There are more than 60.000 commercial vessels in operation worldwide which accounts for almost 3% of global CO2 emission and it is widely recognised that substantial CO2 savings can be achieved by integrating some forms of electrifications with batteries charged by shore power (possibly from renewable power sources).
In this frame, innovative energy storage technologies can significantly improve the performance of batteries for of zero-emission waterborne transport, extending batteries lifetime, increasing the overall efficiency, so reducing (R&D and) operational costs.
The EU project V-ACCESS (“Vessel Advanced Clustered and Coordinated Energy Storage Systems”) combines the efforts of 14 international partners aiming to bring together expertise on supercapacitors, superconductive magnetic energy storage systems (SMES), design and control of shipboard power systems, power electronics, lifetime cycle analysis, and ship classification to increase the technology readiness level (TRL) of hybrid storage systems – i.e. combining a battery with either supercapacitors, SMES, or both.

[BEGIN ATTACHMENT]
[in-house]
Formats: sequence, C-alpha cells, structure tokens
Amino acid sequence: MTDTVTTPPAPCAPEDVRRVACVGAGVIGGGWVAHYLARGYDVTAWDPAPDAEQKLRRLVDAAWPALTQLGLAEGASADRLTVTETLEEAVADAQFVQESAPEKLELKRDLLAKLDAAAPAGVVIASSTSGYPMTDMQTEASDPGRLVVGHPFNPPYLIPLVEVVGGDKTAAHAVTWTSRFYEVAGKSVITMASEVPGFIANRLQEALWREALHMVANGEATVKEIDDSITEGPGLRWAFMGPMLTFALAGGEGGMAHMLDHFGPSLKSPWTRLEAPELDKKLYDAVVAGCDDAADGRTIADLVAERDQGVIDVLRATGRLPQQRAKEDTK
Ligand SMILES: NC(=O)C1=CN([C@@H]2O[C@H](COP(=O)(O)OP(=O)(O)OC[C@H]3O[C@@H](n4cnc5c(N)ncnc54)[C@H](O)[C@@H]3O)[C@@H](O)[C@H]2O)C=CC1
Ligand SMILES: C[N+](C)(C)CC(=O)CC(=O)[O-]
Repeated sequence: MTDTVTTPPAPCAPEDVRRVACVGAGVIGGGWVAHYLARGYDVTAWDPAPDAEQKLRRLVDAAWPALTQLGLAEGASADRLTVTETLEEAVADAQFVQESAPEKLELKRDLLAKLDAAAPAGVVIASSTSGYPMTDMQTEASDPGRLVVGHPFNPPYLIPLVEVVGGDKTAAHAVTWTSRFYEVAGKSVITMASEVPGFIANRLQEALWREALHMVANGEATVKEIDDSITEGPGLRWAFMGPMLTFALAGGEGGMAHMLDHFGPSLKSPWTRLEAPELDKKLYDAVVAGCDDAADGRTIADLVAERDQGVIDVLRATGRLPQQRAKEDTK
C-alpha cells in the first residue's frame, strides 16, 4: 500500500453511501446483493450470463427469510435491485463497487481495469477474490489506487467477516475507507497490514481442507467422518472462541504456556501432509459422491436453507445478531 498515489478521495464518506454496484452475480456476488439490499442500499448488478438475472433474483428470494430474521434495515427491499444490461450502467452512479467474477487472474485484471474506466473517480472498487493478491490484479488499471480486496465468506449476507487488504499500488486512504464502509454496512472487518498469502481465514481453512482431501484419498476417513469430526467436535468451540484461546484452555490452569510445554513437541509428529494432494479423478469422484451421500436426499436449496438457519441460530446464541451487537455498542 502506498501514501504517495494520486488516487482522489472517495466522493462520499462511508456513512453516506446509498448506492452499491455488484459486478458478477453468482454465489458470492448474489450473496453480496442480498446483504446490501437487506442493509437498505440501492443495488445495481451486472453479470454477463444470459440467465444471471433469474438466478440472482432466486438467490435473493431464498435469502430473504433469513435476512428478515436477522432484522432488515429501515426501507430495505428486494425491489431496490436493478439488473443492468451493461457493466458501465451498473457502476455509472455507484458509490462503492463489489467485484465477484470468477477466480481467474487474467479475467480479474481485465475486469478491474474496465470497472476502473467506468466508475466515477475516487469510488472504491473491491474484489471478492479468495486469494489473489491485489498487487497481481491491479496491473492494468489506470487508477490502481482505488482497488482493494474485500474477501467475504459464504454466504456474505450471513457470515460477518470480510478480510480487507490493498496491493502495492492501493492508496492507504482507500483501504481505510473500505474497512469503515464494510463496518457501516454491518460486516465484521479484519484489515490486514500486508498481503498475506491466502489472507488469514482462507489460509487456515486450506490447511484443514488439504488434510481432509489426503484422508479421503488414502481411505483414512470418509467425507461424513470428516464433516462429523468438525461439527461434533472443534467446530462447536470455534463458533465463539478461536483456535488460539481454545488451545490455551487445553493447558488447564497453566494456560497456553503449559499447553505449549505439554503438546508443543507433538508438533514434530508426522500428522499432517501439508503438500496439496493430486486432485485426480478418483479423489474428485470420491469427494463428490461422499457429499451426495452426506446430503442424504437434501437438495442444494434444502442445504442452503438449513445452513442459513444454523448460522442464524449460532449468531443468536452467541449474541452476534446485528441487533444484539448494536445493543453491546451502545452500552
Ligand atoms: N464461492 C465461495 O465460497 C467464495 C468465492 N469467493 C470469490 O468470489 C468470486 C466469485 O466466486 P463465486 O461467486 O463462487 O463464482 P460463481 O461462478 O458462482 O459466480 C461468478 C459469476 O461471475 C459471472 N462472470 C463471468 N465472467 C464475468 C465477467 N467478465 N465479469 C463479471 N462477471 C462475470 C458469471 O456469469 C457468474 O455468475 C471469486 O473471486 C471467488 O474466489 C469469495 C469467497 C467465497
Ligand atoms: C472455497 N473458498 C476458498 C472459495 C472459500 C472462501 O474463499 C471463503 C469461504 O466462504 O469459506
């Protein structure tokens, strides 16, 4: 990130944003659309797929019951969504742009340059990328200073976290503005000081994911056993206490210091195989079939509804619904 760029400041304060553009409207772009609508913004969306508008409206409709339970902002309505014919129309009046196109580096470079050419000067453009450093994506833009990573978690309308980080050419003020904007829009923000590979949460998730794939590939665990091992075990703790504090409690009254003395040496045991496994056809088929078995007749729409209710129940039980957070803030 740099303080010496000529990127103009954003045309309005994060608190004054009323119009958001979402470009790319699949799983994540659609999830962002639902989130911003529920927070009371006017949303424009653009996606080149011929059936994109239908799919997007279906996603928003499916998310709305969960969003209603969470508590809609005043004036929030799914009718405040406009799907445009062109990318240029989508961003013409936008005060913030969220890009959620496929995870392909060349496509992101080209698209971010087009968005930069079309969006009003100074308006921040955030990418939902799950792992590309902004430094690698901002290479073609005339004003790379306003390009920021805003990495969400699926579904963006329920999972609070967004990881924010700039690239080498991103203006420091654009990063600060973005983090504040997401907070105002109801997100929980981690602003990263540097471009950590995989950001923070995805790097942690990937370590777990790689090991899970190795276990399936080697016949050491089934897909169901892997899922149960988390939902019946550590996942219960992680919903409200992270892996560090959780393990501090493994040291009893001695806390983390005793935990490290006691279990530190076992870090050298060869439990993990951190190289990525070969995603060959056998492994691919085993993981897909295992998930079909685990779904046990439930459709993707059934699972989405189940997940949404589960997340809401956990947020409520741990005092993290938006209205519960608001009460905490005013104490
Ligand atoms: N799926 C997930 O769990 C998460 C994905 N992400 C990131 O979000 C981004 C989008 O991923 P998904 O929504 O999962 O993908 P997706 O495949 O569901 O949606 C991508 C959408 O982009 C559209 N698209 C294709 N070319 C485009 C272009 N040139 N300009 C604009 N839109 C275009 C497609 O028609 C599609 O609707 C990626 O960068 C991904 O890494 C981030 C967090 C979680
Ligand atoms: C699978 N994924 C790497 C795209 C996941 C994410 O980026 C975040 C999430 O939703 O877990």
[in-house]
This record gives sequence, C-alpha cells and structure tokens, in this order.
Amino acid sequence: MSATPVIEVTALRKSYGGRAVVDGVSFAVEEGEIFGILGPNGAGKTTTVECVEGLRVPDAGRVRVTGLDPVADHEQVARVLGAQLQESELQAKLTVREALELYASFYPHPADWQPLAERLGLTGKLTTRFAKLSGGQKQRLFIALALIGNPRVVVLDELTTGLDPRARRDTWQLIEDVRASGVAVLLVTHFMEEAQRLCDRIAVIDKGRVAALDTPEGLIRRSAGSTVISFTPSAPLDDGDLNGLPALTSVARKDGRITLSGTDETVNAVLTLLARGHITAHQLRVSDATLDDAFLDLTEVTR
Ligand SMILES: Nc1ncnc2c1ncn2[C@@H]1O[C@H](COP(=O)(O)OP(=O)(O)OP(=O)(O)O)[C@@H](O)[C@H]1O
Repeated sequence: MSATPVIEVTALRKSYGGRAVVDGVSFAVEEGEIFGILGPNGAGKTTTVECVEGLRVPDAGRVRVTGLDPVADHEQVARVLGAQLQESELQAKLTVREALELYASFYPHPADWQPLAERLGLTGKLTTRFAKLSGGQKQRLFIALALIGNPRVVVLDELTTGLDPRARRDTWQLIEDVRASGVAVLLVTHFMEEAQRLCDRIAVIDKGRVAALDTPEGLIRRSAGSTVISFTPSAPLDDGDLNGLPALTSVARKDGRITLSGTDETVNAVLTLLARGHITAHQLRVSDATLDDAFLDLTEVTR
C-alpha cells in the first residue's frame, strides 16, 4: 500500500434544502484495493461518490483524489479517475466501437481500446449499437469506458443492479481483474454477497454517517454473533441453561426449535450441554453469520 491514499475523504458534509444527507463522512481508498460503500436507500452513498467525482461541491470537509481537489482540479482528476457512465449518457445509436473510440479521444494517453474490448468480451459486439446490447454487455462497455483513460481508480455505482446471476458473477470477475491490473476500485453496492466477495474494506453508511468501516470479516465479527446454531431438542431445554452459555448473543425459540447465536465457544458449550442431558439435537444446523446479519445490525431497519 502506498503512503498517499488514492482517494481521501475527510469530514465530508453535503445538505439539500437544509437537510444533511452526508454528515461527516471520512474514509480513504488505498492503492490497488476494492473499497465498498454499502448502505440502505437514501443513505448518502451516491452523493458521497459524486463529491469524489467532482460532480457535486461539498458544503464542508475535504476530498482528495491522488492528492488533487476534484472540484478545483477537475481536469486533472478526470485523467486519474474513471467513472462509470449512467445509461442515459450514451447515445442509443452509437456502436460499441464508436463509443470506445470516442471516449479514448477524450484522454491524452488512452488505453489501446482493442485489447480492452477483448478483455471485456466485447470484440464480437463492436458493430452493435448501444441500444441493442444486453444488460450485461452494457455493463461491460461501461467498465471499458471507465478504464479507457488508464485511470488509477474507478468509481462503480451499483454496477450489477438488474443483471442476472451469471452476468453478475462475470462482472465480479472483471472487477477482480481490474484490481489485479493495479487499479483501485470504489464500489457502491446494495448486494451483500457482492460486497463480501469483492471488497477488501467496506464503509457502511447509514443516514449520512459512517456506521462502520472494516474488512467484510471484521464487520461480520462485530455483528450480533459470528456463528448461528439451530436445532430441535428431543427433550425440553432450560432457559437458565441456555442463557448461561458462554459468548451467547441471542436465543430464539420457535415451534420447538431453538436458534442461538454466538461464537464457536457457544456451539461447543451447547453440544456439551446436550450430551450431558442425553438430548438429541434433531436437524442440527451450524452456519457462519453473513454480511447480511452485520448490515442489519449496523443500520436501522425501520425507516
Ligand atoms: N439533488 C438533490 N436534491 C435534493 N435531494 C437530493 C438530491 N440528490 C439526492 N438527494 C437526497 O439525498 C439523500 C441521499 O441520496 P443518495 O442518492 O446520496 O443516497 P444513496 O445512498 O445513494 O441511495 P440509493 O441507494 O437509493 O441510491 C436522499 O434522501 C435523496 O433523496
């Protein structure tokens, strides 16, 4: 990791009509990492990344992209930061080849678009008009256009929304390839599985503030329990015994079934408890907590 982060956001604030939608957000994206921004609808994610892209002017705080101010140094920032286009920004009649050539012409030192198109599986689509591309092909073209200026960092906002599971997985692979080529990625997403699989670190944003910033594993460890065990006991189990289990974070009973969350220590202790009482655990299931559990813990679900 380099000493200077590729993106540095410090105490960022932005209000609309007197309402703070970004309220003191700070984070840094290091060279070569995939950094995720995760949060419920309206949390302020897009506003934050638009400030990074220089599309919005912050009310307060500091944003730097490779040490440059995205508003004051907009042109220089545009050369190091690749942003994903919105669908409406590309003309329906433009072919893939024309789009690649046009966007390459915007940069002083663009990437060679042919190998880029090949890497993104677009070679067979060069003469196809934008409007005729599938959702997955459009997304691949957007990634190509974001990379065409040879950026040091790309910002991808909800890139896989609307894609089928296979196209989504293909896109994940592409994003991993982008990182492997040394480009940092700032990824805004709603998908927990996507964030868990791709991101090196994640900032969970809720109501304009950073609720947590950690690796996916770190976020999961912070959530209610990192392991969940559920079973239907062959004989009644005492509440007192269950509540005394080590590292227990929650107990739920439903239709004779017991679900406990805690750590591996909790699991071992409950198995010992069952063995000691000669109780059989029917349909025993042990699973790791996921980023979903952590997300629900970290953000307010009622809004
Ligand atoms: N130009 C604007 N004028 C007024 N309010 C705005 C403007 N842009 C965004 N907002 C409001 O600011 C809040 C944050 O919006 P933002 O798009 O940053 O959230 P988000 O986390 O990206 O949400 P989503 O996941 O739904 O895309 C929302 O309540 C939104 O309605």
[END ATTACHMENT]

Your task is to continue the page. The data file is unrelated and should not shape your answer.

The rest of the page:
The goal is to integrate a superconductive magnetic storage system and supercapacitors into an innovative DC shipboard microgrid to control flexibly the power sharing between the different energy storage technologies.
V-ACCESS has secured funding by the European Union’s Horizon Europe research and innovation programme for the duration of three years. “We’re paving the way towards Net Zero Vessel focusing on innovative energy storage technology and onboard energy management”, said project coordinator Giorgio Sulligoi from University Trieste in Italy.